The gain in U.S. factory output last month was the largest in a year, and Bloomberg describes the sector as “at the center of the expansion.”
Yet a new government report finds that the United States has lost more than a quarter of its high-tech manufacturing jobs in the past decade. The report by the National Science Board doesn’t explain how the jobs were lost, but the Chicago Tribune quotes Rolf Lehming, program director, as saying:
We don’t have any data that says these jobs were outsourced.
Manufacturing methods that bring greater efficiency and higher productivity from fewer workers have been cited before.
Among the report’s findings:
- 28 percent, or 687,000 jobs, have disappeared since a peak of 2.5 million in 2000. In some states, the rate was higher, such as 31 percent in Illinois and 29.2 percent in Ohio.
- “Substantial and permanent” losses have taken place in such sectors as aerospace, pharmaceuticals, telecommunications equipment, computer and office equipment, and scientific instruments.
- U.S.-based multinational companies are creating research-and-development jobs abroad at a much higher rate than at home. Since 2004, about 85 percent of all R&D job growth has taken place at those companies’ locations outside the United States.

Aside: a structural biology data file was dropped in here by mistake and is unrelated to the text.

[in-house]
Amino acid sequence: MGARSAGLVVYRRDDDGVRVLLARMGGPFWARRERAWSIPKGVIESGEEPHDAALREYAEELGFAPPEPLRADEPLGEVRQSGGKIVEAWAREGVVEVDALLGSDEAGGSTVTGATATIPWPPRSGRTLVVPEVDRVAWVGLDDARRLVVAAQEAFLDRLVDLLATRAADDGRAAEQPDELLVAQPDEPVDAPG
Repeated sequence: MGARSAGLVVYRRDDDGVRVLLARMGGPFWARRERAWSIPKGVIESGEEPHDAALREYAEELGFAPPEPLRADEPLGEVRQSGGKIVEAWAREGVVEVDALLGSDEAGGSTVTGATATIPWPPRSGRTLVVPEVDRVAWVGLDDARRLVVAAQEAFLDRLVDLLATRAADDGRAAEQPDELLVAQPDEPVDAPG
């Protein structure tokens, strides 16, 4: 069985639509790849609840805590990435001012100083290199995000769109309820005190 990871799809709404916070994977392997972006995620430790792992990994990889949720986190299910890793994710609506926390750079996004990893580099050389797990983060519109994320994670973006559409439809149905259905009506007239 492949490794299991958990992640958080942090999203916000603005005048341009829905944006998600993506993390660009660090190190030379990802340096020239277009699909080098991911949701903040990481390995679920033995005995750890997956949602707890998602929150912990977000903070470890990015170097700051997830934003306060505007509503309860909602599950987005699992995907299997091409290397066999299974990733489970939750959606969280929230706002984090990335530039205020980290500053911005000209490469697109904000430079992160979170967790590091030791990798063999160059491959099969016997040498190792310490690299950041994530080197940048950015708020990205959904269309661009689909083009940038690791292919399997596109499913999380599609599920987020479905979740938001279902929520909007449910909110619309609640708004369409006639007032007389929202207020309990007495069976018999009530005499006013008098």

- China has more than doubled the number of doctoral degrees granted in engineering, now far exceeding the number awarded in the United States.
- In 2009, the United States spent $400 billion on R&D, while Asia spent $399 billion. However, with wages rising in China, the report noted that ““China’s overwhelming manufacturing cost advantage over the U.S. is shrinking fast.”
It warns that the United States is in danger of losing its position of leadership in this area.
Through its Advanced Manufacturing Partnership announced in June, the Obama Administration has pledged to collaborate with private-sector partners to boost innovation and the job skills needed for next-generation manufacturing. Those jobs increasingly call for computer, math and communication skills — and increasingly some college education. GE organized a media junket, covered by Forbes back in July, to explain its vision of the higher skills needed in advanced manufacturing.
And a new report by the Brookings Institution credits the strength of manufacturing for boosting the long-depressed cities of Detroit and Buffalo. That report, though, illustrates how the recession has sapped the economic strength of North America and Europe and accelerated a shift in economic power to Asia.